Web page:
In 2019, agriculture contributed 21.91% of Nigeria’s Gross Domestic Product (GDP). And over the last decade, the sector’s contribution to the nation’s GDP has been upwards of 19.99%. At the forefront of the agrarian economy are the smallholder farmers who accounted for more than 80% of the farming populace.
Over the last half-decade, the sector has seen the rise of Internet startups that provide funds using crowdsourcing and off-take farm produce from farmers, thereby allowing them to focus more on their farming activities.
Interestingly, apart from these startups, other players are interested in doing the same. Over the years, Tingo International Holdings has played its part in the agricultural ecosystem through Nwassa, a platform dedicated to African farmers.
Group Chief Executive, Tingo International Holdings Inc., Dozy Mmobuosi, affirms that the strength of the Nwassa platform is in working with rural farmers while also connecting other players in the value chain.
The end goal for Nwassa, according to Mmobuosi, is to improve the livelihood of the continent’s smallholder and rural farmers, starting with Nigeria. This is evident from Tingo International’s activities over the years, which include connecting farmers to off-takers and bringing them into the formal financial system with Tingo Pay, its in-house payment channel.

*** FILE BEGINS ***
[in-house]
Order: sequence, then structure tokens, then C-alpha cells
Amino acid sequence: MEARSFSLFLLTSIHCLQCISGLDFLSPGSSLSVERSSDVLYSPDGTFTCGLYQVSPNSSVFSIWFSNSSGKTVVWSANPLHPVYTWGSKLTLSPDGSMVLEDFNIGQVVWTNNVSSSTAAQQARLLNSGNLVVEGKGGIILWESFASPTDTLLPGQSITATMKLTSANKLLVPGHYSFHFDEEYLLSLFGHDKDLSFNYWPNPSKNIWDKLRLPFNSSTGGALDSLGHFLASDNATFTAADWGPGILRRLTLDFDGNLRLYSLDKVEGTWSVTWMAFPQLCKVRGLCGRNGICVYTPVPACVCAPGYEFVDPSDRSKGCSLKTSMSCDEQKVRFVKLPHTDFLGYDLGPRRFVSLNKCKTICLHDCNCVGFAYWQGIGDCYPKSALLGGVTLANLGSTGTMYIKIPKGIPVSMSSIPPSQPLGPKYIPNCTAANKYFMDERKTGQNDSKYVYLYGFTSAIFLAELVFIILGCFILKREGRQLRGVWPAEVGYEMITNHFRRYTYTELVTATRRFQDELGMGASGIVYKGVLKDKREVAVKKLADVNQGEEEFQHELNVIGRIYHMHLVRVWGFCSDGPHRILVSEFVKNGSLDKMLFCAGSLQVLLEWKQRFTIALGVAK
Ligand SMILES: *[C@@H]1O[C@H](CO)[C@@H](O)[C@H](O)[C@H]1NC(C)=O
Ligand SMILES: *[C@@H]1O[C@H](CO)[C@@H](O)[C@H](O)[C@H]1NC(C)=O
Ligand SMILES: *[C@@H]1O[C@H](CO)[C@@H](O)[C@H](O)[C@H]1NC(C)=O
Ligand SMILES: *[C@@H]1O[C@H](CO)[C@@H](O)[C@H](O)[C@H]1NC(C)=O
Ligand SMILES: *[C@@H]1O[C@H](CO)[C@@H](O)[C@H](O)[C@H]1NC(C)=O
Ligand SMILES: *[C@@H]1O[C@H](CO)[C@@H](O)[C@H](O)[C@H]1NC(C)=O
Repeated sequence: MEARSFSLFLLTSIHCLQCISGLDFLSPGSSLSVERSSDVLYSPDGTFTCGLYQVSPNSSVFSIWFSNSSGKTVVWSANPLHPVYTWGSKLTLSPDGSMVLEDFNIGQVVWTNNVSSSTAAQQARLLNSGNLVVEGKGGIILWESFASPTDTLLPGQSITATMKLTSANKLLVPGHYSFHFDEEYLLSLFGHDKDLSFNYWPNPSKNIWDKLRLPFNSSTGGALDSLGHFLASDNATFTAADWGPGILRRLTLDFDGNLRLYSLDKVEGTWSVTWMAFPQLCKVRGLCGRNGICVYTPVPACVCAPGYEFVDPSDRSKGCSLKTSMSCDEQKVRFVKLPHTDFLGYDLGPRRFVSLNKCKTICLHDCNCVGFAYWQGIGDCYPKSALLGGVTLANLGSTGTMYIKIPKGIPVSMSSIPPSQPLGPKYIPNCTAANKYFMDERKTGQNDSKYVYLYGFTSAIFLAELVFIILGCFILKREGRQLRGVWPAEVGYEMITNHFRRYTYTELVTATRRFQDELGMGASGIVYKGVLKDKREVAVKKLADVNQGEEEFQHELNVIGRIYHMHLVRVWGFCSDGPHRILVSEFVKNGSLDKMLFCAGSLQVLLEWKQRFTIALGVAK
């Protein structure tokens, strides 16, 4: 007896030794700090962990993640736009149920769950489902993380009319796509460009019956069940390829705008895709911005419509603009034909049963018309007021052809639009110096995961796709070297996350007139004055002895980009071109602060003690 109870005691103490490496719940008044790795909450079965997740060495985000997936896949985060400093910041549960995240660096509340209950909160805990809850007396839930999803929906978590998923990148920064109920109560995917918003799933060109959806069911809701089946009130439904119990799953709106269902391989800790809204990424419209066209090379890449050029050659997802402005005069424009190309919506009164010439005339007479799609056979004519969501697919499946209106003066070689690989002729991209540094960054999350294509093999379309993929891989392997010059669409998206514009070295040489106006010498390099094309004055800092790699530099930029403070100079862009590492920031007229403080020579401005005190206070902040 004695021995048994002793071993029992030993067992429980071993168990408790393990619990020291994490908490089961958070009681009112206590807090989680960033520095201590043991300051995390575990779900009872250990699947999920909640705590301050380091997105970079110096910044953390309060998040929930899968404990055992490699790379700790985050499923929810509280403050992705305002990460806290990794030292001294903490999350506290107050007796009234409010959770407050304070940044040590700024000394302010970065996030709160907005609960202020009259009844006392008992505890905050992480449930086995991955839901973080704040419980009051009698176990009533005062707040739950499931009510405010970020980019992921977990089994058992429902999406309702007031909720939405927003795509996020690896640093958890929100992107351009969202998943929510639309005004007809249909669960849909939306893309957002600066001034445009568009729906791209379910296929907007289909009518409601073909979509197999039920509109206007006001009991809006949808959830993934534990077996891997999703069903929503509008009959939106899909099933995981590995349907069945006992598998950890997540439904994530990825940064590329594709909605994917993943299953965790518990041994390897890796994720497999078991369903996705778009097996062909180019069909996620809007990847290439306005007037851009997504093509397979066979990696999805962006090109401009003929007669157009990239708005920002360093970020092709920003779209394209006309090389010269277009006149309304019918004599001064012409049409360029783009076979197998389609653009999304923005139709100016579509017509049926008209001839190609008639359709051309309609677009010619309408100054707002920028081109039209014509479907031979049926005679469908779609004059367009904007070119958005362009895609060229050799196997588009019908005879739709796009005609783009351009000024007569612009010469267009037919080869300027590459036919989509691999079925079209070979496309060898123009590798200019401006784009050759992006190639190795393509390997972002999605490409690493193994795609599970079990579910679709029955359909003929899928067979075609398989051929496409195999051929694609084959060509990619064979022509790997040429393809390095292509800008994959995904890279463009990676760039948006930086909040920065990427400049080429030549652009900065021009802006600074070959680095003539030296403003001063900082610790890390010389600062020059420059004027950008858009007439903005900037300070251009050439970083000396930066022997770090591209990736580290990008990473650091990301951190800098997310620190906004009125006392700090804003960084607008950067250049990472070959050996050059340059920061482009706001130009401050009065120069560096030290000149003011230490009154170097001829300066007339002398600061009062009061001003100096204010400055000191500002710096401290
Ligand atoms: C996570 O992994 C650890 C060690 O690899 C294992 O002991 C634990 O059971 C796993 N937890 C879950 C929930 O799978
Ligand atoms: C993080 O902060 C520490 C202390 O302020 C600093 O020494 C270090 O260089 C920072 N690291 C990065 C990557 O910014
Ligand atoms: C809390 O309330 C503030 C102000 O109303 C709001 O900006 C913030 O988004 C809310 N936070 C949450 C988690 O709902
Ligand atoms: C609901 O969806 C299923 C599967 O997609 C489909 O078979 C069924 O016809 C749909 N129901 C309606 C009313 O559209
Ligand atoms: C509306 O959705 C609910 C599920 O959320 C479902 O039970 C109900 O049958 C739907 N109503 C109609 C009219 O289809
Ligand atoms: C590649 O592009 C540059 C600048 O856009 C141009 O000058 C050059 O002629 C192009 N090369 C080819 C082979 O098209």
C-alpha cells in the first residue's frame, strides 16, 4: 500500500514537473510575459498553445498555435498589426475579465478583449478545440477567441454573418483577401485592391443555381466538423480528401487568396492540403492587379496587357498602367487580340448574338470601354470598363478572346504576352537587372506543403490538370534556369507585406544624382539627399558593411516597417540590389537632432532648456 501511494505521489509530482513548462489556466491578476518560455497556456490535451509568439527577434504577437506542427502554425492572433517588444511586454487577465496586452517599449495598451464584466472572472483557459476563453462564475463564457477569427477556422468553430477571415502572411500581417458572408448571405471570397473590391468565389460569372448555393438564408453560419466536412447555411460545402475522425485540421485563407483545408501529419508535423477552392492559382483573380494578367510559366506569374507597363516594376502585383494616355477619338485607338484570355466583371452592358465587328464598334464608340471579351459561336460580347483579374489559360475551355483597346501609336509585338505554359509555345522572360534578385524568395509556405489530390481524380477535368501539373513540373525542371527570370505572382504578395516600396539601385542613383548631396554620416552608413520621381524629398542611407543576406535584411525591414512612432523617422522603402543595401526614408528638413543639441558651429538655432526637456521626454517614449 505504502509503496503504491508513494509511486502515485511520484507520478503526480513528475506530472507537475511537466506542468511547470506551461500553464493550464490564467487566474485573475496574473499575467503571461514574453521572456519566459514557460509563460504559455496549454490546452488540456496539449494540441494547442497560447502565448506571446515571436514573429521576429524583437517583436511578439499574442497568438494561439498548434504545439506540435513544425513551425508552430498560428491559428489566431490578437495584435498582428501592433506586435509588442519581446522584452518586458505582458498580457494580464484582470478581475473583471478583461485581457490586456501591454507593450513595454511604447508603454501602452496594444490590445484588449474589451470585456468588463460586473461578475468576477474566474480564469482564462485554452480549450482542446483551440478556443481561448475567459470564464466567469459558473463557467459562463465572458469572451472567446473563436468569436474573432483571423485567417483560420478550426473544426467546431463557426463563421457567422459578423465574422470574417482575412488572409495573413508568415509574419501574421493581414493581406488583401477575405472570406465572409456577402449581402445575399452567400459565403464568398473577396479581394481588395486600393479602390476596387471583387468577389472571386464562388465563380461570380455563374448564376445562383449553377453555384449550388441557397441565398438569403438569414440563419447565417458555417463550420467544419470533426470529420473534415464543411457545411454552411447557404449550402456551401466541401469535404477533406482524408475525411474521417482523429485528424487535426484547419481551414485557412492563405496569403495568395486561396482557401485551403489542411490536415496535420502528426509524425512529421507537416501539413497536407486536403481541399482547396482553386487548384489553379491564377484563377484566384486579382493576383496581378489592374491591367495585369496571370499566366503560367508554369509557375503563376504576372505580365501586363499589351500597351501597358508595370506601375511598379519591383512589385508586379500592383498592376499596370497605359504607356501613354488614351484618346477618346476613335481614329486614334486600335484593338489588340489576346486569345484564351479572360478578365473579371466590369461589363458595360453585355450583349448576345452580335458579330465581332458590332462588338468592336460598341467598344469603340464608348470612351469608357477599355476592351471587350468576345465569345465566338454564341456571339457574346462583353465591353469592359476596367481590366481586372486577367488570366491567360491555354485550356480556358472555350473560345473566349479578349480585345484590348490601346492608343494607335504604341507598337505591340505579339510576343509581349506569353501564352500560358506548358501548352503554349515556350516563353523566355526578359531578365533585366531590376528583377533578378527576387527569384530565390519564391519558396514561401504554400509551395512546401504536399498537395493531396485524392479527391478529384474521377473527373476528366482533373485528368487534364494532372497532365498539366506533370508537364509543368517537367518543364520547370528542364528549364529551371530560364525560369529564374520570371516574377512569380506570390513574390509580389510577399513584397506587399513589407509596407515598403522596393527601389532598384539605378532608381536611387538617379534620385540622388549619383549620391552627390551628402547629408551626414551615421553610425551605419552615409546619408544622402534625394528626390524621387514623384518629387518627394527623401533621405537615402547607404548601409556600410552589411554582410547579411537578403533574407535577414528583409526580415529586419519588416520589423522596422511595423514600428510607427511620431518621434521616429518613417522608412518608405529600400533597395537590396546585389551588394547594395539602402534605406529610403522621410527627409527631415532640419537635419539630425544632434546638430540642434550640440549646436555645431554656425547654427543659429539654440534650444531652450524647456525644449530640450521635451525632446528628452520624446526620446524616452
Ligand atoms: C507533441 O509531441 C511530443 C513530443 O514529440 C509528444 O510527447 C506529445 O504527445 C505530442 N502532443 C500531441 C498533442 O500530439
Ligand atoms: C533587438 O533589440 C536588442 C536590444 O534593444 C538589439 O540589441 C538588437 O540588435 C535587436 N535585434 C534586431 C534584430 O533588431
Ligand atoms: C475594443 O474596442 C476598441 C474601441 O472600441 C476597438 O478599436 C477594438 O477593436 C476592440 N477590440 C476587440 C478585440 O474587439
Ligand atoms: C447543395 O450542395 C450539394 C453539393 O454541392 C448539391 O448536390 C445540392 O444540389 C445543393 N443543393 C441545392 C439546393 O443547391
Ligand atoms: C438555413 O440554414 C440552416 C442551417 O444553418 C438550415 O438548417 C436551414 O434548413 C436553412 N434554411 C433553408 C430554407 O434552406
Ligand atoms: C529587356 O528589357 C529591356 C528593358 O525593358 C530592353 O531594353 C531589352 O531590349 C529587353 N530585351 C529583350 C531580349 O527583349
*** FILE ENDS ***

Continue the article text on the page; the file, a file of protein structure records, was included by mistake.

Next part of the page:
Beyond this, more than nine million Tingo branded mobile devices have been sold to these farmers with payment spread over three years to reduce the financial strain on them.
“With the devices, we (Nwassa) provide up-to-date information to the farmers in real-time,” Mmobuosi said. Information that the platform passes across to the farmers includes weather forecasts and prices of farm input and produce.
Access to extension service providers is another key feature on the Nwassa platform.
“The goal is to bring every player in the agricultural ecosystem under the same umbrella,” Mmobuosi pointed out. Tingo International Holdings Inc. is using Nwassa to empower every player in the agricultural value chain, using simple technology to enable easy access to the market as well as information.
According to Mmobuosi, access to timely extension services and off-takers that are readily available even before harvest are the reasons farmers on the Nwassa platform have recorded a sharp reduction in their post-harvest losses.
“Nwassa is the ultimate answer for farmers all over the world, as every farmer’s need in every location can be addressed without undue challenges,” Mmobuosi said.
Reiterating Nwassa’s mission to build an Africa that feeds itself and the rest of the world, Mmobuosi said the platform would continue to work with more African farmers and players in the agricultural value chain toward improving the livelihood of rural and smallholder farmers.
One way Nwassa does this is through its microloan targetted at those within and outside the Nwassa platform. The microloan is designed to ensure that cheap credit is available to people while also bringing them into the financial fold.
With its current activities, Mmobuosi believes Nwassa has the potential to be a one-stop-shop for African agribusiness within the next few years.